The Belgian site Moneytalk published a tendentious and misleading article about gold sales by central banks. In the article “Central Banks of Russia and Mexico are reducing gold holdings” they state that central banks lost their confidence in the yellow metal. They refer to the latest IMF figures, which show a sale of the public gold holdings in Russia, Mexico and Canada. Russia sold gold for the first time in more than one year. Combined with sales from the Mexican and Canadian central bank, the author states that central banks have lost their appetite for gold.
Moneytalk is quoting analyst Peter Richardson from JP Morgan. He states that central banks went through “a lot of turmoil” in the past months and tells Moneytalk that central banks could have lost faith in the precious metal.
Misleading information regarding gold
The article on Moneytalk excels in vagueness and brings the reader to erroneous conclusions regarding gold. We can say that, because we use the relevant statistics from the IMF. These figures indeed show that Russia, Mexico and Canada have sold some of their reserves…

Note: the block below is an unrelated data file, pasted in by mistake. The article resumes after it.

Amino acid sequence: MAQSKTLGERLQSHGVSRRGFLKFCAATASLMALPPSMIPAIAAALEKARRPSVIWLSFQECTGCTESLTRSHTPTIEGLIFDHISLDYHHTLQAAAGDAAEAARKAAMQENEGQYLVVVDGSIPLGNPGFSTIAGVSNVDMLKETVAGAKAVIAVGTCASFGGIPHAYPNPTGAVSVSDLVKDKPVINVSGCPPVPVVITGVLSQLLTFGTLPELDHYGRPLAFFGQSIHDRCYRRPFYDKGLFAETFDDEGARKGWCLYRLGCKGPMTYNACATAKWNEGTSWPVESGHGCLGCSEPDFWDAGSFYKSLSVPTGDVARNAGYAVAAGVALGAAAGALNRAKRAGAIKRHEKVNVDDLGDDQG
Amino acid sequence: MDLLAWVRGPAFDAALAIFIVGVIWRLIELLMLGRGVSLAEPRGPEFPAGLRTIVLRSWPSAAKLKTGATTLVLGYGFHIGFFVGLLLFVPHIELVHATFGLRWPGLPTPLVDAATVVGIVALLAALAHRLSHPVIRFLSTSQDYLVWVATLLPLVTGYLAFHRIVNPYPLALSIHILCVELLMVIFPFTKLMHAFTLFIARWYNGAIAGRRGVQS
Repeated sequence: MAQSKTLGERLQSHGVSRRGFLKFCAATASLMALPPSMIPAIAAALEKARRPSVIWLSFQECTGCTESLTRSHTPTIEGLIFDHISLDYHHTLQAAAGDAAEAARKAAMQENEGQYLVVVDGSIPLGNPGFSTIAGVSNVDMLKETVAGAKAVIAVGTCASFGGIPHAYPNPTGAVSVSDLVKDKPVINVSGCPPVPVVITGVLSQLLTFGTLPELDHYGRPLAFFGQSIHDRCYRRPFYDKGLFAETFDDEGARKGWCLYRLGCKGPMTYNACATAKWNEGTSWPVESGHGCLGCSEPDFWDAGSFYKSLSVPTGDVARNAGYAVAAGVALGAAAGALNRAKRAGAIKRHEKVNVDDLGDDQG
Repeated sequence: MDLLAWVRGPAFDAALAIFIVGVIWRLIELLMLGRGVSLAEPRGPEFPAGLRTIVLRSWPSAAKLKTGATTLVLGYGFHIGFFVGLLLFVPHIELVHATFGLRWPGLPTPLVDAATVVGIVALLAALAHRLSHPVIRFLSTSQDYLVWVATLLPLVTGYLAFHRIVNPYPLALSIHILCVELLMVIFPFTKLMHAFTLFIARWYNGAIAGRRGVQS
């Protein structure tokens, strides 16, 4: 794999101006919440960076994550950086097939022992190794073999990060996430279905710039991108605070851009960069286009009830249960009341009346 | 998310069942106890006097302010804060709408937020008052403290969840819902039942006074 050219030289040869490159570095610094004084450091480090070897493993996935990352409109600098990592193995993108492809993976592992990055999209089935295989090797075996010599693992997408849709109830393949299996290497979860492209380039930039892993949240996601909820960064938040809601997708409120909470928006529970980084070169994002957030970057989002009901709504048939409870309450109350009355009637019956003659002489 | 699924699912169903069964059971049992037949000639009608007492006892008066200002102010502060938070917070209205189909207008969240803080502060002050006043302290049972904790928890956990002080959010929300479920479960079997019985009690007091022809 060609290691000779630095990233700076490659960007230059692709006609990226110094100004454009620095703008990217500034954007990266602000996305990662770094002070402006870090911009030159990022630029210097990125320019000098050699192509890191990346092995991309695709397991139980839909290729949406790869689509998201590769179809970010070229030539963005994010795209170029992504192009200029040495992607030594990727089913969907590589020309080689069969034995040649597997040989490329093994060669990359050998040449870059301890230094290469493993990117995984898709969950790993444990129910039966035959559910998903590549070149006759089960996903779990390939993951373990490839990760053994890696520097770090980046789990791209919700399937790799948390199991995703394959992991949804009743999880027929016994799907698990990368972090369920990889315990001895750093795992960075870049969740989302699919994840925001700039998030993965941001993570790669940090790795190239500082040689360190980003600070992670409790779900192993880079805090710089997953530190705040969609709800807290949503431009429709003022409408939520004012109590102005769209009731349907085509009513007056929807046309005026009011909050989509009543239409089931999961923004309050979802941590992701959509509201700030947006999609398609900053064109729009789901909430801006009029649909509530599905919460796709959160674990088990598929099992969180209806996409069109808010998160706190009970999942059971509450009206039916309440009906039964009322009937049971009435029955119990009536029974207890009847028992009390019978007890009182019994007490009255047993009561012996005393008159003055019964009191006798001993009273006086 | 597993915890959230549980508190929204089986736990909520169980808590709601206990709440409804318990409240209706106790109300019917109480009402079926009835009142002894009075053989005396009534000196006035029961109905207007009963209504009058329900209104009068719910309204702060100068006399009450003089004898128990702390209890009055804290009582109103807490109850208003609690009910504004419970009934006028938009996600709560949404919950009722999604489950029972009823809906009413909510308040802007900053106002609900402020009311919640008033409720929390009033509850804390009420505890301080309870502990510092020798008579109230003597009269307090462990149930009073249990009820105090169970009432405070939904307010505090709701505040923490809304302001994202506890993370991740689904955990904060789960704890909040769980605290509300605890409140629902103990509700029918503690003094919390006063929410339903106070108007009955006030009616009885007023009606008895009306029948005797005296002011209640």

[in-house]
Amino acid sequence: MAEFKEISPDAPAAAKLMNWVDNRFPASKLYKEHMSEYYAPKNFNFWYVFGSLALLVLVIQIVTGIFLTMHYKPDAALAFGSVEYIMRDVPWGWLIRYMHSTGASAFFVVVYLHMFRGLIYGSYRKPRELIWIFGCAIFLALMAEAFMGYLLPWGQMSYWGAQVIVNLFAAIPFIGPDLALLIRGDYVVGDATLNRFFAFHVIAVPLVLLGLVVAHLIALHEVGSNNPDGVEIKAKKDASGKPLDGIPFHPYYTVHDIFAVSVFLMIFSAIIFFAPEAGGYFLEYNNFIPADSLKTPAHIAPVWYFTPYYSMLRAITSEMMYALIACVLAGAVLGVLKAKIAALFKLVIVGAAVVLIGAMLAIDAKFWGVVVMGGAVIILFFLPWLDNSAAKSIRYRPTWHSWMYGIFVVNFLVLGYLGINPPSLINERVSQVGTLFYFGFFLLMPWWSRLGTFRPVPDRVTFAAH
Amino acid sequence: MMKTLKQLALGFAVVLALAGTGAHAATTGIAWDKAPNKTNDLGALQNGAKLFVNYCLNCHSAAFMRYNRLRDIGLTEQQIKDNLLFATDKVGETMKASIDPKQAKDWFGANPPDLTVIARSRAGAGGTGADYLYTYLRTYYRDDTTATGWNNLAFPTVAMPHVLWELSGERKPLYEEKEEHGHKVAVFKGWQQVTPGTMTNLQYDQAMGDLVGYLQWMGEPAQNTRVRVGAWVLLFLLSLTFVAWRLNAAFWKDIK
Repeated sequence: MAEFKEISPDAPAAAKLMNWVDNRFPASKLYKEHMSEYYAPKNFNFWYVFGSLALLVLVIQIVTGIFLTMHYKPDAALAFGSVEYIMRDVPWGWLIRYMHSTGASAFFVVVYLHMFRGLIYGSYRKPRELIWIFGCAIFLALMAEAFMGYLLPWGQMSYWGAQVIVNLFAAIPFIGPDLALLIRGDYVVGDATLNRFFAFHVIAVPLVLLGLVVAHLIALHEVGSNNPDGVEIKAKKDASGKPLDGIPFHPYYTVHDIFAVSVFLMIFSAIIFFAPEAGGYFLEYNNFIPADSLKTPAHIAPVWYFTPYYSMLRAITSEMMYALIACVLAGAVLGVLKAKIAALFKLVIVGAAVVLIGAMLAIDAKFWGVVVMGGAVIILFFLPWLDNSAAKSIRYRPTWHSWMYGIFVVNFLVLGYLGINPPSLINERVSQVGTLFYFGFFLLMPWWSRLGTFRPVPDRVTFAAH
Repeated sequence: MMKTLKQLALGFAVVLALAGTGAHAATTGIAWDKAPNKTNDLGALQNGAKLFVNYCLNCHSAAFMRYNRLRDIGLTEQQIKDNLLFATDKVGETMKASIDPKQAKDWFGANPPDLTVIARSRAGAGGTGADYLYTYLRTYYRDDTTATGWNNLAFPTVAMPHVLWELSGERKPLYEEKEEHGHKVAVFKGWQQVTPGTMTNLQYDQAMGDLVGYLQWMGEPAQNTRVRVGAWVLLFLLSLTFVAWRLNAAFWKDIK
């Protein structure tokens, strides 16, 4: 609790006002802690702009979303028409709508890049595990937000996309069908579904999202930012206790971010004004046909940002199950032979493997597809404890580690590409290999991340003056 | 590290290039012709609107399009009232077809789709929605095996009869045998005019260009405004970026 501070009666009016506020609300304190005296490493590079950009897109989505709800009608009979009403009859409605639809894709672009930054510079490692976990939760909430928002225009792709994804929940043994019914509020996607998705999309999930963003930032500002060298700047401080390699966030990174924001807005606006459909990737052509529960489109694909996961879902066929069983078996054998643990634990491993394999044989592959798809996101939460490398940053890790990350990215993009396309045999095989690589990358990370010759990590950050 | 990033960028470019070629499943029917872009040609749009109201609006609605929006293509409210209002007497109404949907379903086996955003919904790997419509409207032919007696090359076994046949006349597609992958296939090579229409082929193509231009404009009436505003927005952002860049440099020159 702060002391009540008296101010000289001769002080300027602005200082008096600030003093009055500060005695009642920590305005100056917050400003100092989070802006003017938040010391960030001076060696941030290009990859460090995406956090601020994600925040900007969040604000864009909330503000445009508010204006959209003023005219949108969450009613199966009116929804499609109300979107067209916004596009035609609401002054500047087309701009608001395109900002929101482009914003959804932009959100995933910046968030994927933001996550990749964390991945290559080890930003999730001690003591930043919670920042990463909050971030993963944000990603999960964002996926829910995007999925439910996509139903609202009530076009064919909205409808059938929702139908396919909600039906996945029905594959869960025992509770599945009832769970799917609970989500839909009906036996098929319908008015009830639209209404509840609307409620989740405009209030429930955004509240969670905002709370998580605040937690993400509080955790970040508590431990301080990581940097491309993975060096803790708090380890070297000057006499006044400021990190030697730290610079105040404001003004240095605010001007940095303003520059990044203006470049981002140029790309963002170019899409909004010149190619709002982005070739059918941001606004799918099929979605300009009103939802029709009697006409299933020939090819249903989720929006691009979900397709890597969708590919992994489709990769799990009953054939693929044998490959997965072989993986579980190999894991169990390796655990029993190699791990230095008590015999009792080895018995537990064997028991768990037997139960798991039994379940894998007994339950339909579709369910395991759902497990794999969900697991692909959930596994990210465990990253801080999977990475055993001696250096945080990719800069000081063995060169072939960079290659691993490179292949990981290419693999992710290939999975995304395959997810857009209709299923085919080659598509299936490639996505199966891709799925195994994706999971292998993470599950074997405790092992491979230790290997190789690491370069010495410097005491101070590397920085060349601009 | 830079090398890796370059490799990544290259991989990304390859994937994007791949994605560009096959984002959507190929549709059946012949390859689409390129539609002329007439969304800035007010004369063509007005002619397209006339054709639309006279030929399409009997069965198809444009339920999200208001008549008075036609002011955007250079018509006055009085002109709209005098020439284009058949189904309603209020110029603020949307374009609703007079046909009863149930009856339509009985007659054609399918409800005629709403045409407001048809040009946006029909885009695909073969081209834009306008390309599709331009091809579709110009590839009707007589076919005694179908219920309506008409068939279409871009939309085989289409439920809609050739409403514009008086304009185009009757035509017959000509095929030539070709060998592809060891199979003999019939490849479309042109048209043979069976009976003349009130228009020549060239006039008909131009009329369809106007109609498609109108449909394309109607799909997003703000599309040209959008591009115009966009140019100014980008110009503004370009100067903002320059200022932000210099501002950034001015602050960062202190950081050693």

- The reserves of Russia shrank from 1049,69 tonnes to 1049,304 tonnes, a decline of 0,037%.
- The Mexican reserves went down from 127,799 to 127,671 tonnes, a decrease of 0,1% in total holdings.
- The Canadian pile of yellow metal shrank from 321,51 to 315,07 kilograms, a 2% drop.
In total, these three central banks sold just over half a tonne of gold in September of 2013. We cannot consider this a substantial reduction in gold holdings, let alone drawing conclusions about central banks appetite for gold as a hedge against currency risk. To put the sale of gold into perspective, we made a chart for the audience. The black slice represents all the metal sold in September by the Russian central bank. In red, you see their total gold stock in tonnes.
Russian central bank sold some gold